celebrate-picture-books-picture-book-review-the-dot-experimenting-with-dots

Copyright Peter H. Reynolds, 2003, courtesy of Candlewick Press.

Then on an enormous canvas Vashti “made a dot by not making a dot.” At the school art show, Vashti’s dot paintings covered two walls and were quite a hit. Coming around the corner a little boy spied Vashti. He came close and told her, “‘You’re a really great artist. I wish I could draw.’” Vashti was encouraging, but the little boy said he couldn’t even “‘draw a straight line with a ruler.’”

Vashti wanted to see. She handed the boy a blank sheet of paper. With a quivering pencil, he drew a line and handed the paper back to her. Vashti studied the wavy line for a minute, and then gave the paper back. “‘Please…sign it,’” she said.

celebrate-picture-books-picture-book-review-the-dot-art-show-II

Copyright Peter H. Reynolds, 2003, courtesy of Candlewick Press.

Peter H. Reynold’s classic story of a little girl who believes she can’t draw is inspirational for anyone at any age who listens too closely to that voice in their head that stops them from letting go and doing. Whether it’s painting, writing, changing the décor of one’s house, updating a wardrobe, getting healthy, or even taking a class, the project often seems insurmountable. But what if you could start with a YouTube video, one step, a pair of earrings, a pillow, a word, or…a dot? Reynolds says you can! With his straightforward storytelling, Reynolds gives readers permission to play, experiment, and feel free.

celebrate-picture-books-picture-book-review-the-dot-little-boy

Copyright Peter H. Reynolds, 2003, courtesy of Candlewick Press.

Reynold’s familiar line drawings that sketch out adorable Vashti and her wise teacher are punctuated by the colorful dots that Vashti draws in profusion. Even Vashti, herself, is surrounded by circular auras of color throughout the story, reflecting her talent and creative spirit. The final scene of the art show gallery is a revelation, showing readers that one’s work or life work adds up to an impressive display of the self.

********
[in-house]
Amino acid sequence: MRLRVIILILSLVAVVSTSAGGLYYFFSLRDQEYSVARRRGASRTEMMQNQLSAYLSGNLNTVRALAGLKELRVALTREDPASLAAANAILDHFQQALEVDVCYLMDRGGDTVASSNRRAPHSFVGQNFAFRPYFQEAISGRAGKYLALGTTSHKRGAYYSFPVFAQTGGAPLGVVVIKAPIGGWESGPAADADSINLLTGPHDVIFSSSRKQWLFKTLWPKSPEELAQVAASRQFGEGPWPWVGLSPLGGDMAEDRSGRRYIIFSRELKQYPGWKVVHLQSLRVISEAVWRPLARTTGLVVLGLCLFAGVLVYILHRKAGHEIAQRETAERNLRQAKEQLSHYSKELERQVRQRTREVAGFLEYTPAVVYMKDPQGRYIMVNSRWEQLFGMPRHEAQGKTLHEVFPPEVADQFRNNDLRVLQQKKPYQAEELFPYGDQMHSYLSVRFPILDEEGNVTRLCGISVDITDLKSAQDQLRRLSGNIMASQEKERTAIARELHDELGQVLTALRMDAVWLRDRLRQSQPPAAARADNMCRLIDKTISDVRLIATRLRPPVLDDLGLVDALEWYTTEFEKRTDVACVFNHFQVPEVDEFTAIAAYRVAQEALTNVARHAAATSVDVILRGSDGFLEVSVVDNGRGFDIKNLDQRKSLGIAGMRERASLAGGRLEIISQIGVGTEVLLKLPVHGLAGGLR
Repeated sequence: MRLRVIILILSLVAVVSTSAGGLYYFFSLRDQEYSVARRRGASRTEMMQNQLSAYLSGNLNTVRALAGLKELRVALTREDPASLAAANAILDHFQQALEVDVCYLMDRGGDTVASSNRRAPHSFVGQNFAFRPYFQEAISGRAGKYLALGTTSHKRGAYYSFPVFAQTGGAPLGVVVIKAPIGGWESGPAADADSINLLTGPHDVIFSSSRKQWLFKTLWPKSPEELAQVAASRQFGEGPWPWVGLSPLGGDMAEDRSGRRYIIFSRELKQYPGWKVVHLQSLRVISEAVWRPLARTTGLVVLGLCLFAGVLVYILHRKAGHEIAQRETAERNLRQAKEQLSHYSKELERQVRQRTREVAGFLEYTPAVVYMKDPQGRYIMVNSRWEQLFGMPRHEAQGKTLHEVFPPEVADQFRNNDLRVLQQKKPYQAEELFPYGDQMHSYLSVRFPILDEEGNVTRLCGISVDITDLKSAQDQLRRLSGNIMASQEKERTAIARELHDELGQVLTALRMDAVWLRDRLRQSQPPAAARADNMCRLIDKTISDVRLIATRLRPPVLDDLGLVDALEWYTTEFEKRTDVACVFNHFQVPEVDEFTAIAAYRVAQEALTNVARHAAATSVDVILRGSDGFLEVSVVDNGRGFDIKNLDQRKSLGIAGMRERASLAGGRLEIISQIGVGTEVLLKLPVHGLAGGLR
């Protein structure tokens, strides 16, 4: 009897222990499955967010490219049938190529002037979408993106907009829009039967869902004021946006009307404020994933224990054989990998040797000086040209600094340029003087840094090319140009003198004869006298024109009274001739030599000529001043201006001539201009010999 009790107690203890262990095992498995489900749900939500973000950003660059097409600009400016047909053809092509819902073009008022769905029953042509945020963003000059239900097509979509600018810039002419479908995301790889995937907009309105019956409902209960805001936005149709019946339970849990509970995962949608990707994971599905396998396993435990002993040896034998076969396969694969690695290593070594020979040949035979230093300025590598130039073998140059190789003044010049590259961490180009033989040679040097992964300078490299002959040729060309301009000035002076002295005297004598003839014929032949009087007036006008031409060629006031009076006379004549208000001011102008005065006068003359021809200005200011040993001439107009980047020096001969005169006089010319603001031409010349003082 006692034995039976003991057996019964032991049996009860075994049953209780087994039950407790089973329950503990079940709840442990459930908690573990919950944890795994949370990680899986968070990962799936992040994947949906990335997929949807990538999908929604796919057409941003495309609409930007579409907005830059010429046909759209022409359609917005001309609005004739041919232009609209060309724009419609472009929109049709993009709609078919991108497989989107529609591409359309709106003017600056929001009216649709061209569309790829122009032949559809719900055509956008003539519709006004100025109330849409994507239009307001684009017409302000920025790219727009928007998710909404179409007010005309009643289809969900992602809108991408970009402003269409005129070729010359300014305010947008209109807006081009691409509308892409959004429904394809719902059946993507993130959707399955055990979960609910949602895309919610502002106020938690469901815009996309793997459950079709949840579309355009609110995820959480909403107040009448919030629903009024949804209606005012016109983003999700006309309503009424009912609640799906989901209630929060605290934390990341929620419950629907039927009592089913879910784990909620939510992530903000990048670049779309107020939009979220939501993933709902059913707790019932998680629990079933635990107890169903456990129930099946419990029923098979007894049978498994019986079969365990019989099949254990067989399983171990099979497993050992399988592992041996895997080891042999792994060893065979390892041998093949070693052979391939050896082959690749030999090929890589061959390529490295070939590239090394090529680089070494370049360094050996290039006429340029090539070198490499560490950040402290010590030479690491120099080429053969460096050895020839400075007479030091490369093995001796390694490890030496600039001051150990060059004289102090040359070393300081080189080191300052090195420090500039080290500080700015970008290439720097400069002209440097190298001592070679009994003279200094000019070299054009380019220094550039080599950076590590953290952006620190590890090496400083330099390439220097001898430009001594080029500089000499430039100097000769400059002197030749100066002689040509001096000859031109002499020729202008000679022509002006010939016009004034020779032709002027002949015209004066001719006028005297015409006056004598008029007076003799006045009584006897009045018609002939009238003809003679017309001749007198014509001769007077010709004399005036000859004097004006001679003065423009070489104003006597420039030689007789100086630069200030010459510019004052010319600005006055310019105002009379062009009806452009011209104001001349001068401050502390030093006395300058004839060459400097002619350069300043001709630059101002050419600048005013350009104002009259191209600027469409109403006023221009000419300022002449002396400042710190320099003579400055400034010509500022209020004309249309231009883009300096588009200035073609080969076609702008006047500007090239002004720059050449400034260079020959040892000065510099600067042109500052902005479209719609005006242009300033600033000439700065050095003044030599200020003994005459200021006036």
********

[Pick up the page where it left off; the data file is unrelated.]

Through and through The Dot is charming, moving, and encouraging. It is a must addition to home libraries, public libraries, and classrooms.

Ages 5 and up

Candlewick Press, 2003 | 978-0763619619

Discover more about International Dot Day, download an Educator’s Guide, and see a gallery of projects on thedotclub.org.

You’ll learn more about Peter H, Reynolds, his books, and his art as well as find lots of inspiration and creative tips on his website!

International Dot Day Activity

celebrate-picture-books-picture-book-review-dots-coloring-page

Decorate the Dots Coloring Page

 

How would you color these dots? Grab your favorite paints, markers, or crayons and let your imagination fly with this printable Decorate the Dots Coloring Page.

celebrate-picture-books-picture-book-review-the-dot-cover

You can find The Dot at these booksellers

Amazon | Barnes & Noble | Books-a-Million | IndieBound

Picture Book Review

 

September 11 – National Make Your Bed Day

celebrate-picture-books-picture-book-review-time-for-bed-miyuki-cover

About the Holiday

The National Sleep Foundation sponsors this special day to recognize the importance of a good night’s sleep. Surprisingly, getting enough shut-eye may begin in the morning after you get up. By making your bed each morning, you create a tidy and inviting atmosphere that’s conducive to falling asleep quickly later in the day. In fact, your sleep environment makes a big difference in how you (or your kids) sleep at night. The right temperature, lighting, and mattress all play a factor. So, at least for today pull up those sheets and comforter. And donif you really like to just jump up and go, Don’t Make Your Bed day is coming on December 21st!

Time for Bed, Miyuki

Written by Roxane Marie Galliez | Illustrated by Seng Soun Ratanavanh

 

“With a rain of gold” the sun sets for the night. All around the creatures of the forest are getting ready for bed. “The nightingale prepares her nest. Ants gather their provisions. And the toad jumps into a bucket.” But Miyuki is nowhere to be found. Of course, Miyuki is still playing and isn’t near ready for sleep. First, she tells her grandfather, she must “prepare for the arrival of the Dragonfly Queen” and her court. She asks Grandfather to help her build a canopy under the cherry tree, but when it is finished Miyuki says she must water her garden.

celebrate-picture-books-picture-book-review-time-for-bed-miyuki-vegetable-garden

Image copyright Seng Soun Ratanavanh, 2018, text copyright Roxane Marie Galliez, 2018. Courtesy of Princeton Architectural Press.

Many trips back and forth from the well later, Miyuki is still not tired, but she is concerned with rounding up the Snail family and leading them home. After this slow procession, Grandfather says, “‘Miyuki, the canopy for the Queen is complete, your vegetable garden is watered, the snails are gathered. It’s time for bed.’” But there’s just one more thing to do, Miyuki tells him. It’s a cold night and the cat needs a blanket.

celebrate-picture-books-picture-book-review-time-for-bed-miyuki-cover-for-cat